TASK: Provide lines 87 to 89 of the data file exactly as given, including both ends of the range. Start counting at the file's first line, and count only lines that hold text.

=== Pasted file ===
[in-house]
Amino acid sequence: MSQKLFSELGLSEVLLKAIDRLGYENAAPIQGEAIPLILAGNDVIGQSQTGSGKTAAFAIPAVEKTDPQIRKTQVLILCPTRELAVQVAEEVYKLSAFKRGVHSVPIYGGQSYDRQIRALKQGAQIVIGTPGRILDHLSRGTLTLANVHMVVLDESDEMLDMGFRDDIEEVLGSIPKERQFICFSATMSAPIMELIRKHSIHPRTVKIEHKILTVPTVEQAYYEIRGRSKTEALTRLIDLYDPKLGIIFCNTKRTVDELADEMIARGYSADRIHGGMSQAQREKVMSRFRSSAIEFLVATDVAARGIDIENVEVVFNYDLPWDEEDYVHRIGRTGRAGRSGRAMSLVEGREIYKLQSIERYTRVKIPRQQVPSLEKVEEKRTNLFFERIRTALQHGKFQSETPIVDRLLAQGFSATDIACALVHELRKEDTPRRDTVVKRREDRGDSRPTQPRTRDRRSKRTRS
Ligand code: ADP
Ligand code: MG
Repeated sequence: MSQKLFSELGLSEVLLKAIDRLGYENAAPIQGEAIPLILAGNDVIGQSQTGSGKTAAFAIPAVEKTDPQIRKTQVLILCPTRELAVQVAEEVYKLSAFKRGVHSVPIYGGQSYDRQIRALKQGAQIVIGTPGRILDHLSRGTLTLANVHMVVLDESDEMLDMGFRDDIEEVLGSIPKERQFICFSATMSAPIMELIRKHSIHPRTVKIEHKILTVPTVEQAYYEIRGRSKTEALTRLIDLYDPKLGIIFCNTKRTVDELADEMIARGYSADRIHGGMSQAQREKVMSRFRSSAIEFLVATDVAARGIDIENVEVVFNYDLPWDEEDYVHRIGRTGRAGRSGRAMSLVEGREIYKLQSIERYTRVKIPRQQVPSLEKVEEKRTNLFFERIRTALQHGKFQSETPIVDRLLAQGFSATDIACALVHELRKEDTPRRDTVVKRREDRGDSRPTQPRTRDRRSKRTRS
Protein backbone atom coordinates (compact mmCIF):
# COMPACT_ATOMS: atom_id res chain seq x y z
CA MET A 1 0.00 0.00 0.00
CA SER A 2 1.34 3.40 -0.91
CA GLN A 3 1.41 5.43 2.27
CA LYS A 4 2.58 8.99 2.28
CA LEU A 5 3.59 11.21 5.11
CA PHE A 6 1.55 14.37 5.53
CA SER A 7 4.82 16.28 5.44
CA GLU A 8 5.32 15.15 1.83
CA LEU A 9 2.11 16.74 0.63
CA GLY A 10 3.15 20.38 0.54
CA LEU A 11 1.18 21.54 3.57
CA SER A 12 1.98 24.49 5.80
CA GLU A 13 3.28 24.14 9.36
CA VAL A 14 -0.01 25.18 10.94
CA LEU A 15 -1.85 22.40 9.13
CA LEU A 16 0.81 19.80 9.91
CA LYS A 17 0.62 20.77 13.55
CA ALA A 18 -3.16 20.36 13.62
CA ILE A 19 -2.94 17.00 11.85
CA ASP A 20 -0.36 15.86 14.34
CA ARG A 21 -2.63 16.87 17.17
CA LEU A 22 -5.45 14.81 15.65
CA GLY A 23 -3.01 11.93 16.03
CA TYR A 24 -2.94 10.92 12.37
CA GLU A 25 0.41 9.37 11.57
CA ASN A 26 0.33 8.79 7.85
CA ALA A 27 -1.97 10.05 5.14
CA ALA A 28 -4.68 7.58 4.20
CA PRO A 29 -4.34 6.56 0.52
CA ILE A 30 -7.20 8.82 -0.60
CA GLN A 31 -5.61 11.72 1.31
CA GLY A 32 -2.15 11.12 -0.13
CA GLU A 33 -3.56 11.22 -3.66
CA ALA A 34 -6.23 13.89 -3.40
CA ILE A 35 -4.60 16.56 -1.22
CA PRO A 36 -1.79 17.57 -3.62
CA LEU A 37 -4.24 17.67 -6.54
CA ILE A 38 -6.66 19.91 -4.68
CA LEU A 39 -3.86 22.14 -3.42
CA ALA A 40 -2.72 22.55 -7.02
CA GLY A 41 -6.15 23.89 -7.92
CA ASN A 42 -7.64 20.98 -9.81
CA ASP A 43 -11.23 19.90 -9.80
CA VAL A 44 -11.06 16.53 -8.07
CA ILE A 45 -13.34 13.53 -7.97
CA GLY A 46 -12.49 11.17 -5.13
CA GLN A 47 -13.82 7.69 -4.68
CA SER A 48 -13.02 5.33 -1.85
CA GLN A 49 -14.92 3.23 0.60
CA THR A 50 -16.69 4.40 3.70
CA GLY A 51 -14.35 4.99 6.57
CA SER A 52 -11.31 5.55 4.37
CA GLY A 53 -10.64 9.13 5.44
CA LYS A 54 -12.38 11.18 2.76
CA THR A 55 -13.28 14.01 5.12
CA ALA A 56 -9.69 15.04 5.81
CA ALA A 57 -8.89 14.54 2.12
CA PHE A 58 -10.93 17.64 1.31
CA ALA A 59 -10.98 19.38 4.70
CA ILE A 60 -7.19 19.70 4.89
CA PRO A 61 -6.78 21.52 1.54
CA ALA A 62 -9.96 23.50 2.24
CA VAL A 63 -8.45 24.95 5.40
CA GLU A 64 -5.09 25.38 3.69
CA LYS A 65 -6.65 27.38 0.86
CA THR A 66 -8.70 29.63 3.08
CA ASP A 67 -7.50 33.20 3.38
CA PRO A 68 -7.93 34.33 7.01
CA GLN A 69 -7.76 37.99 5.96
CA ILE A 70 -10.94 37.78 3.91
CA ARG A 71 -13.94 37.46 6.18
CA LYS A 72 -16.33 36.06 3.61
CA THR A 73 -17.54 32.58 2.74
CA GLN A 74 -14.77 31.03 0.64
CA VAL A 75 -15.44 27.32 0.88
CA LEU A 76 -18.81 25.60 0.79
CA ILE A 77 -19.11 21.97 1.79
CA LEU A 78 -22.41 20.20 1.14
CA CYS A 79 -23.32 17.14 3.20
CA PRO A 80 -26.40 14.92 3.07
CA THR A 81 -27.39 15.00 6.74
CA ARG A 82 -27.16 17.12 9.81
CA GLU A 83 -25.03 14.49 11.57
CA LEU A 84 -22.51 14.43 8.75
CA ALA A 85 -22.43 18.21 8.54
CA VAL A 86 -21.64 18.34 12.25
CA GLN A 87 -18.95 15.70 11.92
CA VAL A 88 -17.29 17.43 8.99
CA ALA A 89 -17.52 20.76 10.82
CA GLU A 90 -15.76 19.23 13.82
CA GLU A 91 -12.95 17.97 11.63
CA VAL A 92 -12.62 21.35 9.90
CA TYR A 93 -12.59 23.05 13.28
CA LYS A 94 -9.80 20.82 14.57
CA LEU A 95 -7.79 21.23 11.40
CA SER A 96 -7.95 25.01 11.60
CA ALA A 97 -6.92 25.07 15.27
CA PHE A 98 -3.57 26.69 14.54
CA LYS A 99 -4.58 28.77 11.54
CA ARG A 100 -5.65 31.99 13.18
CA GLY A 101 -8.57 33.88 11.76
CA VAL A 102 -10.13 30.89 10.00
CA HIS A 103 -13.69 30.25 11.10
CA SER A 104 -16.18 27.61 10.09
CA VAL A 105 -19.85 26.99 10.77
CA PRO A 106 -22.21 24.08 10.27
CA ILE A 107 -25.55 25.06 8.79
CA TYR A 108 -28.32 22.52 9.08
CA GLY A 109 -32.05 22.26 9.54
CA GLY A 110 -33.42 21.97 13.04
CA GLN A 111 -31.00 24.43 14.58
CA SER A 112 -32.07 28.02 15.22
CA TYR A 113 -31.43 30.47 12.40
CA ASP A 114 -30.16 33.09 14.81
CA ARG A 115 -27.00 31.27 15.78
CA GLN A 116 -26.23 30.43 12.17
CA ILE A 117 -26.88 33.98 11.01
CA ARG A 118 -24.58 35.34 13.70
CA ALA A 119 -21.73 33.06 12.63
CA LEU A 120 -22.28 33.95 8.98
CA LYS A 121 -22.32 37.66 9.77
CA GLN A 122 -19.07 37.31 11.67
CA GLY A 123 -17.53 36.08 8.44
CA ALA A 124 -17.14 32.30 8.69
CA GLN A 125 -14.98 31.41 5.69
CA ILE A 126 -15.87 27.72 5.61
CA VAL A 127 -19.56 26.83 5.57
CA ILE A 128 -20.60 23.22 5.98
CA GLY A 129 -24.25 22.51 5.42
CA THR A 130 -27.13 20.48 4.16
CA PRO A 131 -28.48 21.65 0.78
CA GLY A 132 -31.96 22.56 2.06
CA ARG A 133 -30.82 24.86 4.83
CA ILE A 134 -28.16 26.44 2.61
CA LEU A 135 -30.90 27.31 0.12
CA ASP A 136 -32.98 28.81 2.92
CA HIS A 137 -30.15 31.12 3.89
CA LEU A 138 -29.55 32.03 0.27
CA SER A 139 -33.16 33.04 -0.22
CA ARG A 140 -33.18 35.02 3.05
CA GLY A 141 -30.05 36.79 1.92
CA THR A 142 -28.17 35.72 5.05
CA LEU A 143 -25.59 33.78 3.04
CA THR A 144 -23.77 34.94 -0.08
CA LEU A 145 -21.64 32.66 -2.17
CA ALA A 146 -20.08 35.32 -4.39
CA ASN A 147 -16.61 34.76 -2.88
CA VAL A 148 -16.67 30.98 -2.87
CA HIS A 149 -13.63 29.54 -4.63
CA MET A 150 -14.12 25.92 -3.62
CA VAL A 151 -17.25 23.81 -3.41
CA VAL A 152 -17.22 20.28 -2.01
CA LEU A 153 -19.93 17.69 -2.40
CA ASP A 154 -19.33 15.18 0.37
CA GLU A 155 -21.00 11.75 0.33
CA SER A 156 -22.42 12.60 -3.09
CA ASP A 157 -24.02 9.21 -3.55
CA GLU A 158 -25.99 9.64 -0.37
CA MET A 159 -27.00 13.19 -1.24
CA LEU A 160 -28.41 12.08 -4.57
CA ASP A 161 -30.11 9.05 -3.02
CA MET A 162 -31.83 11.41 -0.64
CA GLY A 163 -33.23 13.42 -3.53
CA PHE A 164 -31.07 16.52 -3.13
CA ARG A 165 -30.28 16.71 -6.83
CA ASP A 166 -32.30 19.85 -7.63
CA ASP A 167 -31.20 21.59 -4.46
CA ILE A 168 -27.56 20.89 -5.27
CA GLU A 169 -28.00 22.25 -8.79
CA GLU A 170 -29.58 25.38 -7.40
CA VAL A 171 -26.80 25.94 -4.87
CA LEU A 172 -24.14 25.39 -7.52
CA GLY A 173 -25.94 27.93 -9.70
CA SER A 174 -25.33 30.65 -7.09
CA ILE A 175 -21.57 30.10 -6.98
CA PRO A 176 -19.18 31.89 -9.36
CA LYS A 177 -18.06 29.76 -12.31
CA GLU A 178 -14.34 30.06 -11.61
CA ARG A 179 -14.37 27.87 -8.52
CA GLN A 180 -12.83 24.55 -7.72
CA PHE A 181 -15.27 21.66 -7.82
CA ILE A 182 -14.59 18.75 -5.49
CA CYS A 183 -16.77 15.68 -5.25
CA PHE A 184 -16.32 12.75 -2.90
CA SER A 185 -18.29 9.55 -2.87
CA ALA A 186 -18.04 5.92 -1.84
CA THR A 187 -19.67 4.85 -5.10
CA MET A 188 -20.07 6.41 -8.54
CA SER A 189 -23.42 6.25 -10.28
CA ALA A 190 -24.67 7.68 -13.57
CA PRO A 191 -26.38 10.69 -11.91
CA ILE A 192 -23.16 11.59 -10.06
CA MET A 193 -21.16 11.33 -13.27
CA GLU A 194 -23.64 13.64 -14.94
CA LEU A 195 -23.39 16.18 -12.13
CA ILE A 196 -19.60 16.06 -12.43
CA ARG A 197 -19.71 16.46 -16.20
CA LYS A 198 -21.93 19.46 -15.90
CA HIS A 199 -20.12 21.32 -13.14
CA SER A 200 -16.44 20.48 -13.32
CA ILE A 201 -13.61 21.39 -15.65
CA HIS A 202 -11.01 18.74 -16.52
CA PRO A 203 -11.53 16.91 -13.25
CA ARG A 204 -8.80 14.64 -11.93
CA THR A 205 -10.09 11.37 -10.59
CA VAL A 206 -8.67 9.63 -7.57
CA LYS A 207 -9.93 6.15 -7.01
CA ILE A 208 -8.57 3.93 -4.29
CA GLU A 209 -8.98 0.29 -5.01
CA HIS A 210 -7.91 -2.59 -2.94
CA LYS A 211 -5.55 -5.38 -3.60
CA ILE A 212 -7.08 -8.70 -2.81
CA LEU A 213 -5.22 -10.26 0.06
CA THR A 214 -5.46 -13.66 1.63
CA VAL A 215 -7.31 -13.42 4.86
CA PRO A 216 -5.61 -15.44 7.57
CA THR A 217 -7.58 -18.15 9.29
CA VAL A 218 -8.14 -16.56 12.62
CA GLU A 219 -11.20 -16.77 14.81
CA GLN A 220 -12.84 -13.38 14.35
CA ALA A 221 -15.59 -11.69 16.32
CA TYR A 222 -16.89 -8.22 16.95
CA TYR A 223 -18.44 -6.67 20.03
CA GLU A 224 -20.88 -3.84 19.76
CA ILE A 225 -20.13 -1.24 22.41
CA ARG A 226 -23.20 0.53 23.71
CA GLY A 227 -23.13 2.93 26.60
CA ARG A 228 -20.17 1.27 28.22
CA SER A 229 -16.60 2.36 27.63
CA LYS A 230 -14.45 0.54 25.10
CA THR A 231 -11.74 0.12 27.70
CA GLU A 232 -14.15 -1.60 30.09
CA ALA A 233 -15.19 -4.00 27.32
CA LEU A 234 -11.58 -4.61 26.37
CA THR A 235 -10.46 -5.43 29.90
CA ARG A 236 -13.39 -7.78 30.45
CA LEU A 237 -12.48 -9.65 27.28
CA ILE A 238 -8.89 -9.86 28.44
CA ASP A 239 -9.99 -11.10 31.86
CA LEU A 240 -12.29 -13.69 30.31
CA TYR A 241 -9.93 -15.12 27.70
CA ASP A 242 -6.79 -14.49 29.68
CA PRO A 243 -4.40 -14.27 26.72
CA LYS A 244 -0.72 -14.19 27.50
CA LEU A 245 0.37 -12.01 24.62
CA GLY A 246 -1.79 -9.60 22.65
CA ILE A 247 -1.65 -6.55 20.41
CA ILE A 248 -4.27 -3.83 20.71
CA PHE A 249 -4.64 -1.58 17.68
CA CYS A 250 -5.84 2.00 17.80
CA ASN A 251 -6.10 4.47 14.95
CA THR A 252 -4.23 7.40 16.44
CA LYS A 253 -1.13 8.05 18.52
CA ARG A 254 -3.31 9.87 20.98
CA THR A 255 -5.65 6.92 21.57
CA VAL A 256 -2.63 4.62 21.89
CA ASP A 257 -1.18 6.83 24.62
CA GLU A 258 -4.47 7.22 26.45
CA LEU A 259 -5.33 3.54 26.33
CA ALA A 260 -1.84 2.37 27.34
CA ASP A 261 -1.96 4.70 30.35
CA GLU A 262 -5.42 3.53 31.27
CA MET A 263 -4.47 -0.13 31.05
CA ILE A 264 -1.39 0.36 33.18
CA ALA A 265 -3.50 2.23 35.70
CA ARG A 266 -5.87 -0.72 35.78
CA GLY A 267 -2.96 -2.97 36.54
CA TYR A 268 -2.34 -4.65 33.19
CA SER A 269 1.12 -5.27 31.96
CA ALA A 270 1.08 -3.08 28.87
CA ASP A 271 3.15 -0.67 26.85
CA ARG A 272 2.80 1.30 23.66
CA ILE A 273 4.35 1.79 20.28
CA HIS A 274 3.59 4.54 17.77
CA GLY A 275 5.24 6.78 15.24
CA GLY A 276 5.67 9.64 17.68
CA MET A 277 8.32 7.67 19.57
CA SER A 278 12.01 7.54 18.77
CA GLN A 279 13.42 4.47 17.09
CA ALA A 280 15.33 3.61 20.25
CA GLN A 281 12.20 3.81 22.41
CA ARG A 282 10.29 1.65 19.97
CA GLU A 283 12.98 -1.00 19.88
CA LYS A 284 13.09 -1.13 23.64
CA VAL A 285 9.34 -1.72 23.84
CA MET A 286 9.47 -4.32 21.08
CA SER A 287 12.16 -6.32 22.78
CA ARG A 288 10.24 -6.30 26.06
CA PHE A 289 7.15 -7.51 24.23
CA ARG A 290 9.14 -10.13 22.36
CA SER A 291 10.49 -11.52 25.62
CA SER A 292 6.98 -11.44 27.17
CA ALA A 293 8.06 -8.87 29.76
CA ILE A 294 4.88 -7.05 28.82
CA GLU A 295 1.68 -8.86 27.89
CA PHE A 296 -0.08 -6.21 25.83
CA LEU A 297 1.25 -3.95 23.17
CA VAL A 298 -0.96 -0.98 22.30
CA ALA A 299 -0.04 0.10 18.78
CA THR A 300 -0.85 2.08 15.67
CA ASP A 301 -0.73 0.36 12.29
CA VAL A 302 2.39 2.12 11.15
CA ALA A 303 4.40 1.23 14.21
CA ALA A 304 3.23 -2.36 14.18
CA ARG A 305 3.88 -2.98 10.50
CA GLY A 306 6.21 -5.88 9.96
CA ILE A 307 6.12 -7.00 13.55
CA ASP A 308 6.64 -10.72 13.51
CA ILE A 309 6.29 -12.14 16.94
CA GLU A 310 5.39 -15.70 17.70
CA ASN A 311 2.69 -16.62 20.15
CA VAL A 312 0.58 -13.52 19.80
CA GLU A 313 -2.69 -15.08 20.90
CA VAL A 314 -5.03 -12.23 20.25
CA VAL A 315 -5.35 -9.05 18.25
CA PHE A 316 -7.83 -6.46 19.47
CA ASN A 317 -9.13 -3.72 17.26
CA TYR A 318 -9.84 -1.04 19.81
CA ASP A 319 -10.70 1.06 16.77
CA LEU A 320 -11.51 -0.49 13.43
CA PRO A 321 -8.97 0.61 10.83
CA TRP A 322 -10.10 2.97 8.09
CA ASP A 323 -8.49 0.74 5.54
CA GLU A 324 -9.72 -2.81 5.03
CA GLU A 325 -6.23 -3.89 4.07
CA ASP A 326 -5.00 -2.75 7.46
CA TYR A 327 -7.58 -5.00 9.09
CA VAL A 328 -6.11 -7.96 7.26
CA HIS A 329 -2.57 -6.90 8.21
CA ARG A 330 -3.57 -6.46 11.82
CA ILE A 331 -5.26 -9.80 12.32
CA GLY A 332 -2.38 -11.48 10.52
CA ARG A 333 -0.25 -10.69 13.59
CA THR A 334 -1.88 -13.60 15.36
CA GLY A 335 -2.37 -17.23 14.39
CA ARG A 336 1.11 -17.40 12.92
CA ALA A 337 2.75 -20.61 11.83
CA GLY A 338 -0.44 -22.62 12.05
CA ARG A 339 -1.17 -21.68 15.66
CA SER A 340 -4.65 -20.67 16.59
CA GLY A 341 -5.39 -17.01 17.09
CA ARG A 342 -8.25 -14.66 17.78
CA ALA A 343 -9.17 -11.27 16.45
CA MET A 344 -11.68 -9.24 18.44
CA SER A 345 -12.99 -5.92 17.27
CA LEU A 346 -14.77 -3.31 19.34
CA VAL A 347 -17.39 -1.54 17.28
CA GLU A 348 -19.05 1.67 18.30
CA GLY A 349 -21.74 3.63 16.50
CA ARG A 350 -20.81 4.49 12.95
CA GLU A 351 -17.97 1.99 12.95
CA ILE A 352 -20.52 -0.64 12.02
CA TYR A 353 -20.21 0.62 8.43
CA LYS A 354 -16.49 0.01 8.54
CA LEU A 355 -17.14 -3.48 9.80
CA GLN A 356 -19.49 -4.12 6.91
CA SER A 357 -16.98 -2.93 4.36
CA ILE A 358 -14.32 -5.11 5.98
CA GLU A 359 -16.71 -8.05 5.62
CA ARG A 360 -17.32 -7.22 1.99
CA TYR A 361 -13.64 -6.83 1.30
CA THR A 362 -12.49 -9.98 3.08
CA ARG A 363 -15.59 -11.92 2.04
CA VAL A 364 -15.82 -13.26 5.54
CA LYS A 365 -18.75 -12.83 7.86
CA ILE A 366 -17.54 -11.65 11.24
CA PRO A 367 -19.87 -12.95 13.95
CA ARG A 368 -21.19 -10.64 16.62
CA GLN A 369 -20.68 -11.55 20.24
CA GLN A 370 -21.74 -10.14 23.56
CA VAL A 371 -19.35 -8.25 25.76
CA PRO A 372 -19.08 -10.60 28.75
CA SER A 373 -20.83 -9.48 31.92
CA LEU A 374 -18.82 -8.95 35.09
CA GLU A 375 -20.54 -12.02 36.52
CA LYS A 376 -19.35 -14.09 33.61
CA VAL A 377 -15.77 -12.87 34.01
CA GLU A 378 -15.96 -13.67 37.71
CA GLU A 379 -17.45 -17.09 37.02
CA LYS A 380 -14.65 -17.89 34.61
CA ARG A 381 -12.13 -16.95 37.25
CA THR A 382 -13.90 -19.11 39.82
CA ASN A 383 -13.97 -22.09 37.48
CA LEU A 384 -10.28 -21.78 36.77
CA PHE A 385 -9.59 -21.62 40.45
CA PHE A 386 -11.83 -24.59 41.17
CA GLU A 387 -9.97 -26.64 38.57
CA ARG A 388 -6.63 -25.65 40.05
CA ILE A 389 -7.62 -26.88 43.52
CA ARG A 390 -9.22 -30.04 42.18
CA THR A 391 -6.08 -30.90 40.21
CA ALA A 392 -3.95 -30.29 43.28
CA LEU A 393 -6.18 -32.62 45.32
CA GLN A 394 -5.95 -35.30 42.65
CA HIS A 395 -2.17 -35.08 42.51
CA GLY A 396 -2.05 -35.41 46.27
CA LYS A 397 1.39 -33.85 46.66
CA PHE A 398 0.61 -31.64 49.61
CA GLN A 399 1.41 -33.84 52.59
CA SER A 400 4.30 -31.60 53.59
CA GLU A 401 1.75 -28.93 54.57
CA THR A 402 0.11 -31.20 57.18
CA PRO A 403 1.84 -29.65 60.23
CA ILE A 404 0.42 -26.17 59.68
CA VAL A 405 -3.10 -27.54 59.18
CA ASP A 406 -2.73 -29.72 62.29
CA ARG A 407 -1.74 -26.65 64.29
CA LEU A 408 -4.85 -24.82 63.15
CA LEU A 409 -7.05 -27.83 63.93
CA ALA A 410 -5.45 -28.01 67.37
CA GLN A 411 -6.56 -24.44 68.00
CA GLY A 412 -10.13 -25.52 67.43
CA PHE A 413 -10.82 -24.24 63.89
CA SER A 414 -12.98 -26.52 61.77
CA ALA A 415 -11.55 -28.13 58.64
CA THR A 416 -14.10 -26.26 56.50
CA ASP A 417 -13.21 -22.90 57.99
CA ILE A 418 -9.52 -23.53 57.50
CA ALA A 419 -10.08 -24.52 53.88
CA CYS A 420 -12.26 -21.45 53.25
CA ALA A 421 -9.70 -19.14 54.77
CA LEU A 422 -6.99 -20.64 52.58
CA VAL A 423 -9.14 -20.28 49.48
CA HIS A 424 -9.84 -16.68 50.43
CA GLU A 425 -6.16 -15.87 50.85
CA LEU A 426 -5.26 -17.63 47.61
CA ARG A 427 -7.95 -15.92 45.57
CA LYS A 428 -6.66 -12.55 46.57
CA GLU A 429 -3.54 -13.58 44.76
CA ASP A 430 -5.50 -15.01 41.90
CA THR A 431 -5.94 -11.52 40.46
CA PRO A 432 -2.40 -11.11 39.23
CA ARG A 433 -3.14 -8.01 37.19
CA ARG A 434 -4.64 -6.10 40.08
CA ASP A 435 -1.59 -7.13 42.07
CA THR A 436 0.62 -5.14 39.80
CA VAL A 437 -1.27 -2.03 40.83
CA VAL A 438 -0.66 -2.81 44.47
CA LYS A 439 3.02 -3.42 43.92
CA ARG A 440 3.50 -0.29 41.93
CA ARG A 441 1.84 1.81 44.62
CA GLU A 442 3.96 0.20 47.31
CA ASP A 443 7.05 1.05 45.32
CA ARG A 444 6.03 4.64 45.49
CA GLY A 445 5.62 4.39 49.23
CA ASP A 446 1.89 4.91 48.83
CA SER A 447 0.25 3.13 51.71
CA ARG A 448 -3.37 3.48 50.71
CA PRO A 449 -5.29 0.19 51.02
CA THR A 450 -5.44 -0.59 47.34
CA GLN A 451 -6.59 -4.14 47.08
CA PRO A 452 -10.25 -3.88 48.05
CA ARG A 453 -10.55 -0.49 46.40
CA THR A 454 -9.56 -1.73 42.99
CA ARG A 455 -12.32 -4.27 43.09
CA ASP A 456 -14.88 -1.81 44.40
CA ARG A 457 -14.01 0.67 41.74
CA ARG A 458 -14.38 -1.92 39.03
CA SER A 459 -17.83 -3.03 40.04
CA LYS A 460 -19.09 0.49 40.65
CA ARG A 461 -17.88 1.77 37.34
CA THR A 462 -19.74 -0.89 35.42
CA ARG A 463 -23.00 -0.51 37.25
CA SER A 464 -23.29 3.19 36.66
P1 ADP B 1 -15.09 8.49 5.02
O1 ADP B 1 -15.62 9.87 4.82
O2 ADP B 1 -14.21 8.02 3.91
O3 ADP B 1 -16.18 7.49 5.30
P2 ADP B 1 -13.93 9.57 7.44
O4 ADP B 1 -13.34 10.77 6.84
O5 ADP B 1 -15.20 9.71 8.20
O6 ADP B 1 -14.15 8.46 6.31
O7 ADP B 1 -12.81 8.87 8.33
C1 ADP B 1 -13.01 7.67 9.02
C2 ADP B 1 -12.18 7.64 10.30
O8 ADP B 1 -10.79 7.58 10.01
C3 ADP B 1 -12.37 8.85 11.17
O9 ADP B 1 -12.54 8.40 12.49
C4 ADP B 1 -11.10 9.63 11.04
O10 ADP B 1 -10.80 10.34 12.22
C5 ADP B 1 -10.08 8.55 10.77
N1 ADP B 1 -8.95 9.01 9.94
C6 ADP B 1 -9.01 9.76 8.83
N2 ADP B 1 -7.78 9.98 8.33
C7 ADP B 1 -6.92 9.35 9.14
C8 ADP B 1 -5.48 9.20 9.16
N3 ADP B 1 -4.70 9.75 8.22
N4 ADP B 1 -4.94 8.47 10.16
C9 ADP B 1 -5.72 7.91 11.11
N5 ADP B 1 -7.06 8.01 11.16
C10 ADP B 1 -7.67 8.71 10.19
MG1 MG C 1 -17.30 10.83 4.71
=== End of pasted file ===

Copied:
CA PRO A 80 -26.40 14.92 3.07
CA THR A 81 -27.39 15.00 6.74
CA ARG A 82 -27.16 17.12 9.81